Eric Schmidt: AI as dangerous as nuclear weapons, international agreements needed

Former Google Chairman and CEO Eric Schmidt compared the dangers of AI technology to nuclear weapons. This is reported by the US magazine Vice. In a debate on national security and artificial intelligence at the Aspen Security Forum, he predicted that the latter would soon need international agreements similar to those used for nuclear weapons testing in the mid-20th century.

At that time, it was agreed not to surprise each other. The growing animosity between the US and China could now see each arming and challenging the other without such a safeguard in place.

What Schmidt fears exactly is not clear from the statements. According to Vice, he described the state of affairs between the nuclear powers after the end of World War II as one without enough trust in the other side. That’s why, with regard to nuclear weapons tests, it was agreed not to take each other by surprise and finally banned them completely.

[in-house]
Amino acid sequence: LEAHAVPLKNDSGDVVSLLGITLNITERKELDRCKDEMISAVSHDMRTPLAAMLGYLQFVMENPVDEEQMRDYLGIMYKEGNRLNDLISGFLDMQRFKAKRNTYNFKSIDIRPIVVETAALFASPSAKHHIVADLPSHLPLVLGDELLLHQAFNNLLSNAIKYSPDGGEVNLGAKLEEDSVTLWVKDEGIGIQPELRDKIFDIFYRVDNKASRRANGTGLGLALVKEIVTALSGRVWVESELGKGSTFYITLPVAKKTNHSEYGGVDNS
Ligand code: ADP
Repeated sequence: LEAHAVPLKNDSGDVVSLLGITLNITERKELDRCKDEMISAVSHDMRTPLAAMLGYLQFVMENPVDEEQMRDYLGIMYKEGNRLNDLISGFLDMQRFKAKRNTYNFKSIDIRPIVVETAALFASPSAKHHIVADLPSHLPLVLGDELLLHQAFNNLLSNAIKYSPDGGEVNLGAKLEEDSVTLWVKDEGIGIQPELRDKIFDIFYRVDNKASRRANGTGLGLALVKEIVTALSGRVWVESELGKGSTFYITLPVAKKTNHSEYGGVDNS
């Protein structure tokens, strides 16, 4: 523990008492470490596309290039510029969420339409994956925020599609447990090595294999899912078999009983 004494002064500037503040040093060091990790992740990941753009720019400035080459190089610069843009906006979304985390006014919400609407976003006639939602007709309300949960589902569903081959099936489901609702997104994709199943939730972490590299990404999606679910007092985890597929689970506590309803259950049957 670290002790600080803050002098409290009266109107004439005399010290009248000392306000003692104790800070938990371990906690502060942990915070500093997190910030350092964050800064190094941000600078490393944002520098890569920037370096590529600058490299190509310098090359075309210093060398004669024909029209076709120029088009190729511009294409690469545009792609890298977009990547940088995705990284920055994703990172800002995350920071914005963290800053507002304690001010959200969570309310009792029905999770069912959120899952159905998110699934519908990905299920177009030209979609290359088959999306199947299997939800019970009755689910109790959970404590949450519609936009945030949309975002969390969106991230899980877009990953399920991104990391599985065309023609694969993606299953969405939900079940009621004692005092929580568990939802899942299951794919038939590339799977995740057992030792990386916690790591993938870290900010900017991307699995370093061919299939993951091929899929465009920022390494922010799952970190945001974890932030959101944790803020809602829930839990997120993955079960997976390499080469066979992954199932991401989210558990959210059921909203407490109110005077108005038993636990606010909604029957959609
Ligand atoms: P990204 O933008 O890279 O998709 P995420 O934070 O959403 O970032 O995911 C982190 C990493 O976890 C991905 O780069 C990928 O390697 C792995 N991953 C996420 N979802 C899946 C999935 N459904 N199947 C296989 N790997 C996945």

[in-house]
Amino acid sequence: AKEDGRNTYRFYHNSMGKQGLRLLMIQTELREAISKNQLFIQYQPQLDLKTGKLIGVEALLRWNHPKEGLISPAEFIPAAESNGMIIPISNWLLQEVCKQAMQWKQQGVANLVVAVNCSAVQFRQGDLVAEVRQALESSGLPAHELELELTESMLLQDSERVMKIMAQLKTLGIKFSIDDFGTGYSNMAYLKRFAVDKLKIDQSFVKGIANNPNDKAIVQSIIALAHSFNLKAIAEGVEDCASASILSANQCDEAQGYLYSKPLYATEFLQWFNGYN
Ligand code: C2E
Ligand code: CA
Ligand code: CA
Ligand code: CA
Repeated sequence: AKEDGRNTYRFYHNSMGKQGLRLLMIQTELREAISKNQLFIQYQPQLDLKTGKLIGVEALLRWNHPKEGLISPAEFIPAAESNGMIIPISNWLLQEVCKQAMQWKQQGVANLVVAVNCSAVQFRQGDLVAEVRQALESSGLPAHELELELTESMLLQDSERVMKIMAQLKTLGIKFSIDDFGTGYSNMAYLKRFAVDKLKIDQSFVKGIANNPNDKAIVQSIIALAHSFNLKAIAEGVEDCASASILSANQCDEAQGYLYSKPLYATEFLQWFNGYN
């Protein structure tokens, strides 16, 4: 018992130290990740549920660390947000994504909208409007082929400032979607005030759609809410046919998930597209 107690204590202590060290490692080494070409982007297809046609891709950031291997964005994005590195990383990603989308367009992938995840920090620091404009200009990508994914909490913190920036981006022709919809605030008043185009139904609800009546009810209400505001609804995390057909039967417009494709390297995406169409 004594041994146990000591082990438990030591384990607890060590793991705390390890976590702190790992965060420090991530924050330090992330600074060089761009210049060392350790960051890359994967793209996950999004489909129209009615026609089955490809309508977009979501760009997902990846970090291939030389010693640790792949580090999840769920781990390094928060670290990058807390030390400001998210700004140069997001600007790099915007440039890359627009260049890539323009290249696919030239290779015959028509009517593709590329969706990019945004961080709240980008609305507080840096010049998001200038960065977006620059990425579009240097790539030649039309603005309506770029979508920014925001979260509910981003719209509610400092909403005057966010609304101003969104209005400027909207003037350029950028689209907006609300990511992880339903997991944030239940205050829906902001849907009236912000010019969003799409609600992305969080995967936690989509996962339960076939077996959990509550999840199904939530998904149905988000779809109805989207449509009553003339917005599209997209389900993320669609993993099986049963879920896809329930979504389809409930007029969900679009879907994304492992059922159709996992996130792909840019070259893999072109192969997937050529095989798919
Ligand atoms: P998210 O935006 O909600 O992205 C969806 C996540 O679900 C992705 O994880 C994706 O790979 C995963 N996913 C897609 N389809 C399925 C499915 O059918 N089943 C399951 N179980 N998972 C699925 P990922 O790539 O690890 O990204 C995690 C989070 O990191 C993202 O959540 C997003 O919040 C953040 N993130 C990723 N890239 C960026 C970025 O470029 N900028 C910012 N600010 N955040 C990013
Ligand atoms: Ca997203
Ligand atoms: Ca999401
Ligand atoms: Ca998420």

Although AI technology is so powerful, there is currently nothing like it. For the US magazine, the statements are above all a confirmation that Schmidt cannot correctly assess how powerful so-called artificial intelligence is and what far-reaching restrictions there are. Unlike nuclear weapons, AI cannot destroy the world, it is much more problematic that it is only as good as the people who work on it.

When it comes to AI, the debates are currently about, for example, the supposedly neutral algorithms copying racist behavior. Recently, it was also discussed whether a Google algorithm actually developed consciousness, as one developer claimed. In his assessment, Schmidt points out that in his early days at Google he underestimated the power of information. He probably suggests that something similar shouldn’t happen with AI.

Vice is not convinced and also rejects the comparison to nuclear weapons because the international treaty regime for this was also created against the background of the destruction of Hiroshima and Nagasaki. Schmidt is not alone with his warnings, US billionaire Elon Musk even described AI as “much more dangerous than nuclear weapons” in 2018.


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